Medical Marijuana: A Boon for Older Adults?

By Deborah Jeanne Sergeant

The pain older adults suffer is widespread: half of this population who live independently and about 80% of those who live in long-term care facilities suffer from chronic pain, according to the National Institutes of Health.

As medical marijuana gains traction across the US, should older adults seek its use?

That depends upon whom one asks.

“Marijuana has shown to be beneficial for pain and anxiety not just in older adults but for many adults, for chronic pain, particularly cancer pain, anxiety and depression and severe nausea,” said Rochester-based physician Joanne Wu, who practices in Buffalo.

But she’s hesitant about its effects on older adults, since marijuana also brings psychoactive side effects and “for some it will make them more anxious, depressed, confused, tired,” Wu said. “This will be associated with higher fall risk and poorer quality of life.”

To take medical marijuana, patients must have physician approval to obtain it at a legal dispensary. Canabidoil, also known as CBD, is a supplement from the hemp plant which contains only minute traces of THC, the compound inherent to marijuana that causes hallucinogenic effects. It’s available over the counter since it’s a supplement and therefore not regulated by the Food & Drug Administration.

“CBD, ingested or topical, is an option to alleviate symptoms if medically supervised use of marijuana is not tolerated,” Wu said.

Conferring with a doctor about taking either is a good idea to avoid any negative prescription interactions.

For a generation that took recreational marijuana, taking prescribed marijuana may seem a more natural course than conventional pain medication.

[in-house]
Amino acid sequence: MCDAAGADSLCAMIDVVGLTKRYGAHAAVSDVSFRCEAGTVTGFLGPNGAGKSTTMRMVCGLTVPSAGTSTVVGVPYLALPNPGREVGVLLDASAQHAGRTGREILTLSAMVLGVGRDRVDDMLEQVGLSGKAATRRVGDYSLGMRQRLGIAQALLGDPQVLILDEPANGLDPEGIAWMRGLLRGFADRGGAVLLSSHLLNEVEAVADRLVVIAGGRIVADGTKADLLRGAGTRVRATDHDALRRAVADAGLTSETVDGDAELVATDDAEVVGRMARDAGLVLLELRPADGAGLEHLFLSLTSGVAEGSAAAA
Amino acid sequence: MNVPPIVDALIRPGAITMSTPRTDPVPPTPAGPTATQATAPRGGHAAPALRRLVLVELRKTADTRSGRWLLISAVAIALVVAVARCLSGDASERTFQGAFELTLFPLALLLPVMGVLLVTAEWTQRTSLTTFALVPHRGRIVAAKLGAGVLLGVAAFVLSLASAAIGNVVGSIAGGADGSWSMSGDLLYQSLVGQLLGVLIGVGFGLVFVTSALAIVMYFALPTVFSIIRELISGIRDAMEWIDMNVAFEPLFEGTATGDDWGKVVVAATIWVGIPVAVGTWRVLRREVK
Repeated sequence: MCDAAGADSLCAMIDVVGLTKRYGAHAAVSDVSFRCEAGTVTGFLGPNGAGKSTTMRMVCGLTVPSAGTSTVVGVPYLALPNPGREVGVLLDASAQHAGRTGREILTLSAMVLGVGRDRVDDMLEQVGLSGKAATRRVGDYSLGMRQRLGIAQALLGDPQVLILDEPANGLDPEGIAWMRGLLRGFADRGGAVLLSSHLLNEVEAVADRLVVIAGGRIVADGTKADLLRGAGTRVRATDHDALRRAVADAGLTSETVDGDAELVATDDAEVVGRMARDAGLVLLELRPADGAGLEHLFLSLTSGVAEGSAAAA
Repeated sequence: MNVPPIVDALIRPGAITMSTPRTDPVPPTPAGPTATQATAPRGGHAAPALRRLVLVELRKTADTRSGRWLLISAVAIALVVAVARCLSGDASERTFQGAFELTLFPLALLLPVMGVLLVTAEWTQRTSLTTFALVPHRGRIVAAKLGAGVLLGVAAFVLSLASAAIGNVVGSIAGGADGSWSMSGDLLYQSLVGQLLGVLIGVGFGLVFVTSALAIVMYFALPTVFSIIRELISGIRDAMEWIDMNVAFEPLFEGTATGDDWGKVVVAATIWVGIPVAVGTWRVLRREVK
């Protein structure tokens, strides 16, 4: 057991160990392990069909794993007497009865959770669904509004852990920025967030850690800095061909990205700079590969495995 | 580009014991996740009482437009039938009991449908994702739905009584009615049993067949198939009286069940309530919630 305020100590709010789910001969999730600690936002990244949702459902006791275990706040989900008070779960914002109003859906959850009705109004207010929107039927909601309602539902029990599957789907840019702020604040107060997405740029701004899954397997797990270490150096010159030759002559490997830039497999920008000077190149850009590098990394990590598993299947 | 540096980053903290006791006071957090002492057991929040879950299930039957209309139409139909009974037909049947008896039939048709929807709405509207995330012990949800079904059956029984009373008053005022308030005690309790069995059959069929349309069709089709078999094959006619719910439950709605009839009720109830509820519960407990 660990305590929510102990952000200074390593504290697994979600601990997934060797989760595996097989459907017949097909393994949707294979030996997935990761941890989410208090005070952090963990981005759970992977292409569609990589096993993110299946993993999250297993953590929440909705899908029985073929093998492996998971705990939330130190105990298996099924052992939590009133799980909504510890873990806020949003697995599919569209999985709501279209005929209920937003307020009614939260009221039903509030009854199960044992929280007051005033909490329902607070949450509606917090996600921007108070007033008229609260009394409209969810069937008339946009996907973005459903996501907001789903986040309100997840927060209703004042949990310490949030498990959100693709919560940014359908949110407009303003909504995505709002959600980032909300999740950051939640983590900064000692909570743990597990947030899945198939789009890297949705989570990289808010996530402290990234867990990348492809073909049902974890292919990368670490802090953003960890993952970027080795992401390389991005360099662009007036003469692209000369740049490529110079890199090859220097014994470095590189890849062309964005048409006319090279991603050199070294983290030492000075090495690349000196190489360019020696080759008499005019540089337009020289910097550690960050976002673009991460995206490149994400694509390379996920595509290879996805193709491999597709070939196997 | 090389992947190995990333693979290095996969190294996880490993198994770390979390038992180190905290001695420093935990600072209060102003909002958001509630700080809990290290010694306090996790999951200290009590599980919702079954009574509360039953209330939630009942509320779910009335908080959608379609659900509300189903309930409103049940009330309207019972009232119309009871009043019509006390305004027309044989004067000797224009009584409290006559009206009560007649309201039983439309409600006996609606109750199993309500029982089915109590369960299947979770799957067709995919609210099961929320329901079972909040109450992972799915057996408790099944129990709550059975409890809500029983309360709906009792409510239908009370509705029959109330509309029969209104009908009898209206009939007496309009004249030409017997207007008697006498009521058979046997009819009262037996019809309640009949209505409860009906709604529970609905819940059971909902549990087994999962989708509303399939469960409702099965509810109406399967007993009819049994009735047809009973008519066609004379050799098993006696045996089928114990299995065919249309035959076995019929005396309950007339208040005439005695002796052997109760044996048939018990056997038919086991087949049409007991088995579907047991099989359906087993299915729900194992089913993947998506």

Physician Robert S. Stall, owner of Stall Senior Medical in Amherst, feels wary about any substances people might take. “We want to minimize prescriptions,” he said. “If cannabis can supplant other things that are usually given to take care of issues like chronic pain or seizure disorders, I could see some potential.”

He views the possibilities of medical marijuana, however, he expressed caution about the lack of studies on medical marijuana and older adults.

If medical marijuana isn’t smoked but taken orally or topically, the experience may be quite different for those who experimented with it recreationally in the past, since its effects take more time to begin and last longer.

Part of that may be because medical marijuana is more of a nutrac eutical containing many different compounds than a lab-derived pain medication. Consistency in the product can be hard to achieve.

The age of the patients involved also can make a difference. In their 20s, their faster moving metabolism handled marijuana differently than now, when a slower metabolism, other medication and age-related disease processes can impact how marijuana affects the body.

“It’s exciting to have something new and potentially effective and with fewer side effects, but there haven’t been studies to any great extent with seniors as to side effects,” Stall said. “The benefits may outweigh the risks.”

Further research could help physicians know whether medical marijuana could help older adults; however, like any medication, it’s a tough age group to study because most have several health conditions and other prescriptions. Long-term studies are difficult because their health status can change over the years, which complicates the study.

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